Currently, there is no plant-based beverage that is nutritionally identical to milk and can replace the nutrition offered by milk without significant processing and fortification.
Dairy remains the world’s best option for calcium, a great choice of protein, and an easy way to access essential vitamins A, D and B12 (essential for healthy immune function). This makes it a huge contributor to calcium, iodine, and riboflavin intakes for children, all essential for healthy bodily function and to keep our spirits high.
Additionally, a recent study has linked declining milk consumption in US schools with negative health outcomes in later life. The study showed that regular milk consumption in childhood reduced risk of osteoporosis, hypertension, obesity, and cancer in adulthood.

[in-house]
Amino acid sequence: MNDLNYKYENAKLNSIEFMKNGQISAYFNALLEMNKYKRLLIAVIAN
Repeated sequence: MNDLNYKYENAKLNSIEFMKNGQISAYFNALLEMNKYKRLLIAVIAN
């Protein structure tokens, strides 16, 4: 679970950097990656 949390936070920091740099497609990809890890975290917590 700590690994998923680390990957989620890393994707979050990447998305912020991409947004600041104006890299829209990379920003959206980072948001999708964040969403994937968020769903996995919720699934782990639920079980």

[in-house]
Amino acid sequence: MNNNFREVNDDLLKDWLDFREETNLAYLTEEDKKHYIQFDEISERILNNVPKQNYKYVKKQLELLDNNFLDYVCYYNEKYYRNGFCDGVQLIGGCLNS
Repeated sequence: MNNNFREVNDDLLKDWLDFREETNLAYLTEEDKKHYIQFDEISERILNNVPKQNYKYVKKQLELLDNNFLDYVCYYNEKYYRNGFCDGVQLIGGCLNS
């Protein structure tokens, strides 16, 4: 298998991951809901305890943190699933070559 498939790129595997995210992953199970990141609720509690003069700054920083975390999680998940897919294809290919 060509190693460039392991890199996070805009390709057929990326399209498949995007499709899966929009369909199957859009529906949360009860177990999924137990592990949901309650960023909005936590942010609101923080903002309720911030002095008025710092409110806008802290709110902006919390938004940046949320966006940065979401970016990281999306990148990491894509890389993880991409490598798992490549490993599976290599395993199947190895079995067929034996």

These countless benefits and applications of dairy in our everyday life show why we’re so focused on absorbing milk properly. Illustrating why we felt it was so important to solve this problem, versus just avoiding it.
Taste, application, and nutrition are three of the reason’s dairy has been around for the hundreds of years it has. As a company, we want to make sure this enjoyment and nutritional masterclass doesn’t need to end anytime soon.
Restaurant of the Week: Bar Estilo 🥘
Bringing Hispanic culture and their relaxed approach to drinking and eating to London and Birmingham, Bar Estilo is a classic Spanish restaurant that has been making tasty tapas and paella for the last 21 years.
At a traditional tapas bar, 2-4 customers usually order around 10-12 plates, tasting a little bit of everything, from small bites like Manchego cheese to traditional tapas like patatas bravas. Giving a huge variety of Mediterranean flavours, from veggie options to meat and fish.